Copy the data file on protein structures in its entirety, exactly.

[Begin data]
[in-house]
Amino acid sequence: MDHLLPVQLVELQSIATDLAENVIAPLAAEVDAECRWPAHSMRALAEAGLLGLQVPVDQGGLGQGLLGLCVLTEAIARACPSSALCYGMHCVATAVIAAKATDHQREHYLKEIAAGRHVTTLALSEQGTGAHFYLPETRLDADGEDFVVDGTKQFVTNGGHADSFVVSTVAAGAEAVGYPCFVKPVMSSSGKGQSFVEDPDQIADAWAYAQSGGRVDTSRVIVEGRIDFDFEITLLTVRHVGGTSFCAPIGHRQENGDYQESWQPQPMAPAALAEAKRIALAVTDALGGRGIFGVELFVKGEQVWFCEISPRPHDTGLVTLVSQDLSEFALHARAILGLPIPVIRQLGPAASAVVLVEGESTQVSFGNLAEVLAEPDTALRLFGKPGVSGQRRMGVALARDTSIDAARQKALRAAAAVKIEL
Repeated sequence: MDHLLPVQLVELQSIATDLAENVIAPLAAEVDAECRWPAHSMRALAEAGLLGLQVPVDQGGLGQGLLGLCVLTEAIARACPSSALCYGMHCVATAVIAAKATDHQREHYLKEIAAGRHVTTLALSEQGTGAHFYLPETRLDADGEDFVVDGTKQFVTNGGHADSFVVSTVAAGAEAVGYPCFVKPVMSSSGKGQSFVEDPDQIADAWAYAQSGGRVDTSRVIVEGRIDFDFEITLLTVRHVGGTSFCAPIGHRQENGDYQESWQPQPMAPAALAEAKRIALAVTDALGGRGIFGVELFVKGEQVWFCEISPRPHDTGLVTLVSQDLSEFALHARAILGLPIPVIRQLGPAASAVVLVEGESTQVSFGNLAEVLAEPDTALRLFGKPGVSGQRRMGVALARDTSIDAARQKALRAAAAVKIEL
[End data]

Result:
[in-house]
Amino acid sequence: MDHLLPVQLVELQSIATDLAENVIAPLAAEVDAECRWPAHSMRALAEAGLLGLQVPVDQGGLGQGLLGLCVLTEAIARACPSSALCYGMHCVATAVIAAKATDHQREHYLKEIAAGRHVTTLALSEQGTGAHFYLPETRLDADGEDFVVDGTKQFVTNGGHADSFVVSTVAAGAEAVGYPCFVKPVMSSSGKGQSFVEDPDQIADAWAYAQSGGRVDTSRVIVEGRIDFDFEITLLTVRHVGGTSFCAPIGHRQENGDYQESWQPQPMAPAALAEAKRIALAVTDALGGRGIFGVELFVKGEQVWFCEISPRPHDTGLVTLVSQDLSEFALHARAILGLPIPVIRQLGPAASAVVLVEGESTQVSFGNLAEVLAEPDTALRLFGKPGVSGQRRMGVALARDTSIDAARQKALRAAAAVKIEL
Repeated sequence: MDHLLPVQLVELQSIATDLAENVIAPLAAEVDAECRWPAHSMRALAEAGLLGLQVPVDQGGLGQGLLGLCVLTEAIARACPSSALCYGMHCVATAVIAAKATDHQREHYLKEIAAGRHVTTLALSEQGTGAHFYLPETRLDADGEDFVVDGTKQFVTNGGHADSFVVSTVAAGAEAVGYPCFVKPVMSSSGKGQSFVEDPDQIADAWAYAQSGGRVDTSRVIVEGRIDFDFEITLLTVRHVGGTSFCAPIGHRQENGDYQESWQPQPMAPAALAEAKRIALAVTDALGGRGIFGVELFVKGEQVWFCEISPRPHDTGLVTLVSQDLSEFALHARAILGLPIPVIRQLGPAASAVVLVEGESTQVSFGNLAEVLAEPDTALRLFGKPGVSGQRRMGVALARDTSIDAARQKALRAAAAVKIEL